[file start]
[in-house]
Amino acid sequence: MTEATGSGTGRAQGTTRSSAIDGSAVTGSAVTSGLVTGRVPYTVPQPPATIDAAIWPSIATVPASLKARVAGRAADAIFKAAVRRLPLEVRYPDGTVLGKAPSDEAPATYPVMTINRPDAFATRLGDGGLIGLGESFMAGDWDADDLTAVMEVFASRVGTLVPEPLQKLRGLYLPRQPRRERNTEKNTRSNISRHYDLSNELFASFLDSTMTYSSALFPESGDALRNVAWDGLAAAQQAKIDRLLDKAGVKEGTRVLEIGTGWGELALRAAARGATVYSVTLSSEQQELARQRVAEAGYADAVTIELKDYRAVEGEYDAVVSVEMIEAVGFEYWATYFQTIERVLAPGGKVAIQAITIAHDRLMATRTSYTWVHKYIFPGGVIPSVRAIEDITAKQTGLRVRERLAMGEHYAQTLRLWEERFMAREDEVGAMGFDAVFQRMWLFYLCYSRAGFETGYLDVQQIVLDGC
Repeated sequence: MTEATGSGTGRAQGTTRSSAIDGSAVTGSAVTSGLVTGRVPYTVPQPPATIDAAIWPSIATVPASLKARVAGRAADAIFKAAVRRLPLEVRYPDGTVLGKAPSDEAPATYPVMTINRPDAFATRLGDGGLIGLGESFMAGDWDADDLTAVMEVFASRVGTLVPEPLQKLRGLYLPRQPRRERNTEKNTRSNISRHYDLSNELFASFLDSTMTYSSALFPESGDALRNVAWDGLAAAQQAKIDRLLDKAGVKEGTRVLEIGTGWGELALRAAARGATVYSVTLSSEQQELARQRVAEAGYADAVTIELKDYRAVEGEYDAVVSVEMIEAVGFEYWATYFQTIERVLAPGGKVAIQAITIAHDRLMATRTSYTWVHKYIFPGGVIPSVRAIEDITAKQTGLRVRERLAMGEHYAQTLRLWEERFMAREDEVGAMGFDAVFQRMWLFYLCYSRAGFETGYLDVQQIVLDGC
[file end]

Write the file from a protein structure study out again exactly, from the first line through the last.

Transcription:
[in-house]
Amino acid sequence: MTEATGSGTGRAQGTTRSSAIDGSAVTGSAVTSGLVTGRVPYTVPQPPATIDAAIWPSIATVPASLKARVAGRAADAIFKAAVRRLPLEVRYPDGTVLGKAPSDEAPATYPVMTINRPDAFATRLGDGGLIGLGESFMAGDWDADDLTAVMEVFASRVGTLVPEPLQKLRGLYLPRQPRRERNTEKNTRSNISRHYDLSNELFASFLDSTMTYSSALFPESGDALRNVAWDGLAAAQQAKIDRLLDKAGVKEGTRVLEIGTGWGELALRAAARGATVYSVTLSSEQQELARQRVAEAGYADAVTIELKDYRAVEGEYDAVVSVEMIEAVGFEYWATYFQTIERVLAPGGKVAIQAITIAHDRLMATRTSYTWVHKYIFPGGVIPSVRAIEDITAKQTGLRVRERLAMGEHYAQTLRLWEERFMAREDEVGAMGFDAVFQRMWLFYLCYSRAGFETGYLDVQQIVLDGC
Repeated sequence: MTEATGSGTGRAQGTTRSSAIDGSAVTGSAVTSGLVTGRVPYTVPQPPATIDAAIWPSIATVPASLKARVAGRAADAIFKAAVRRLPLEVRYPDGTVLGKAPSDEAPATYPVMTINRPDAFATRLGDGGLIGLGESFMAGDWDADDLTAVMEVFASRVGTLVPEPLQKLRGLYLPRQPRRERNTEKNTRSNISRHYDLSNELFASFLDSTMTYSSALFPESGDALRNVAWDGLAAAQQAKIDRLLDKAGVKEGTRVLEIGTGWGELALRAAARGATVYSVTLSSEQQELARQRVAEAGYADAVTIELKDYRAVEGEYDAVVSVEMIEAVGFEYWATYFQTIERVLAPGGKVAIQAITIAHDRLMATRTSYTWVHKYIFPGGVIPSVRAIEDITAKQTGLRVRERLAMGEHYAQTLRLWEERFMAREDEVGAMGFDAVFQRMWLFYLCYSRAGFETGYLDVQQIVLDGC